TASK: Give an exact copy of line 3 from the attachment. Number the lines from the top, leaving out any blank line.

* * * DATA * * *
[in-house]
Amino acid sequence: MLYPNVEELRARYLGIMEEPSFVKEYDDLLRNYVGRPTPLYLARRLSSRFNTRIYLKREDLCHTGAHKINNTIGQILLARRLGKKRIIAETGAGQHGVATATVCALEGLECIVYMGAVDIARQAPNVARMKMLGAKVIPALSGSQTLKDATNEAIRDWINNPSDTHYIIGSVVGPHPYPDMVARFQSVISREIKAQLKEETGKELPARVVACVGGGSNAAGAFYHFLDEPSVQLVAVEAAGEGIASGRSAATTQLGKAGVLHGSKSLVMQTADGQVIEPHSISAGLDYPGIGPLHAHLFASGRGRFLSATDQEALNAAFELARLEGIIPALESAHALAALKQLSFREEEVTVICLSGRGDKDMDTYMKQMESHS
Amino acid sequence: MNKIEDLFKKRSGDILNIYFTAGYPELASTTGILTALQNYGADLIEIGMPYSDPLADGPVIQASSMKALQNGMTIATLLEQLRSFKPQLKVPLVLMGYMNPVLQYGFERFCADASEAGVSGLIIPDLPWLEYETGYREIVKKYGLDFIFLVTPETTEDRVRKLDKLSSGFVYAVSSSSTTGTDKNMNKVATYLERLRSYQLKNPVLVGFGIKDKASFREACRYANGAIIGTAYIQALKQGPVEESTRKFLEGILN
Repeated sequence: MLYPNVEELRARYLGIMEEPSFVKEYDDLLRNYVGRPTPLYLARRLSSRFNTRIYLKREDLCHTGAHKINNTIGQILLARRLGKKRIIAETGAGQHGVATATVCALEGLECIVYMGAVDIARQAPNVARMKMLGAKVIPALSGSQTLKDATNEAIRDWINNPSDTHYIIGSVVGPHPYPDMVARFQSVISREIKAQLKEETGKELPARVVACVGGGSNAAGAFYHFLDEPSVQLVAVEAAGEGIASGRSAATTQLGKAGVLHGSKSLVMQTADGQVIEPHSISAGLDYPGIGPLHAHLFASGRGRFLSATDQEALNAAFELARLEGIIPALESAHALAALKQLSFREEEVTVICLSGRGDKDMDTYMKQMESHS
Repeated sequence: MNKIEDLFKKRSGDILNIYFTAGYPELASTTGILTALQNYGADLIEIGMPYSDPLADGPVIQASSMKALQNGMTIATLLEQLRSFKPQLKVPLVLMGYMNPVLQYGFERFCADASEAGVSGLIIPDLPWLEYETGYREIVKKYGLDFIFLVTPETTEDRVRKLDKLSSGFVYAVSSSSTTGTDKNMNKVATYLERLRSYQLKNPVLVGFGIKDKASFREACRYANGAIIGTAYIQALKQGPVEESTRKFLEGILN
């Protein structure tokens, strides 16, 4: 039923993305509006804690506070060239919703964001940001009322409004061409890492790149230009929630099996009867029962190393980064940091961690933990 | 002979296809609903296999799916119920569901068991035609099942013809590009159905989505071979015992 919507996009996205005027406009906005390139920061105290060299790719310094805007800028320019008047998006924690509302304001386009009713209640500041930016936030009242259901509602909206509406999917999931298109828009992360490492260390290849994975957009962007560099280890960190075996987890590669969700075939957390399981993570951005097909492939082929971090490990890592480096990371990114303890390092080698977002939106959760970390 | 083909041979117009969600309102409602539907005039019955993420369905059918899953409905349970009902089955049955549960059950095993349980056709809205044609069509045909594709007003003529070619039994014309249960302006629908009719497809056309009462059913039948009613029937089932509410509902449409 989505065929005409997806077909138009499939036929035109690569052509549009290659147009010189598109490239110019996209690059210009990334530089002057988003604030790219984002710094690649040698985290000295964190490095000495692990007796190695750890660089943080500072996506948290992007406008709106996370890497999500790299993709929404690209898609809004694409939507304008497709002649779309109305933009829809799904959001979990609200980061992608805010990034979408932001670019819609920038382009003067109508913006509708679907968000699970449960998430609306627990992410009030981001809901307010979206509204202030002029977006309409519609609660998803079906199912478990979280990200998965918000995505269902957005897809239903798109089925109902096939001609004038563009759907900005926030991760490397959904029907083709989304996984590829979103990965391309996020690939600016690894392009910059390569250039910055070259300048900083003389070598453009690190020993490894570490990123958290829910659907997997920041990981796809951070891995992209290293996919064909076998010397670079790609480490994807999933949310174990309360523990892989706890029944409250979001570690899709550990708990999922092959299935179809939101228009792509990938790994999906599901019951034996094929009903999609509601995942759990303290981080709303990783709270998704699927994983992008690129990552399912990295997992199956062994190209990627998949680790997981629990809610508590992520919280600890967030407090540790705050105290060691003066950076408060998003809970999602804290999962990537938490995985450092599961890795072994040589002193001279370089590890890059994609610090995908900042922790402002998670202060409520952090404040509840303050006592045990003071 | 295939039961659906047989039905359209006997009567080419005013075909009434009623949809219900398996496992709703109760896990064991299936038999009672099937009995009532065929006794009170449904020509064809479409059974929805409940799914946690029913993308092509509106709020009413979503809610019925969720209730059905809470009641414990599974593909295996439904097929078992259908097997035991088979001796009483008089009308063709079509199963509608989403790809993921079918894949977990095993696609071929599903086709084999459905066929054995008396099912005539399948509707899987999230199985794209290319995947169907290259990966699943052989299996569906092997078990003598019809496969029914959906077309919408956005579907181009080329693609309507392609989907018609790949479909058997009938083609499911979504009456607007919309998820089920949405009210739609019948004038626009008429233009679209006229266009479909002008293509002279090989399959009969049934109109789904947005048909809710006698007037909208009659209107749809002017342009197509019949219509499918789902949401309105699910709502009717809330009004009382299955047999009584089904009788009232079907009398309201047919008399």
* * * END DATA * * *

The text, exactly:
Amino acid sequence: MNKIEDLFKKRSGDILNIYFTAGYPELASTTGILTALQNYGADLIEIGMPYSDPLADGPVIQASSMKALQNGMTIATLLEQLRSFKPQLKVPLVLMGYMNPVLQYGFERFCADASEAGVSGLIIPDLPWLEYETGYREIVKKYGLDFIFLVTPETTEDRVRKLDKLSSGFVYAVSSSSTTGTDKNMNKVATYLERLRSYQLKNPVLVGFGIKDKASFREACRYANGAIIGTAYIQALKQGPVEESTRKFLEGILN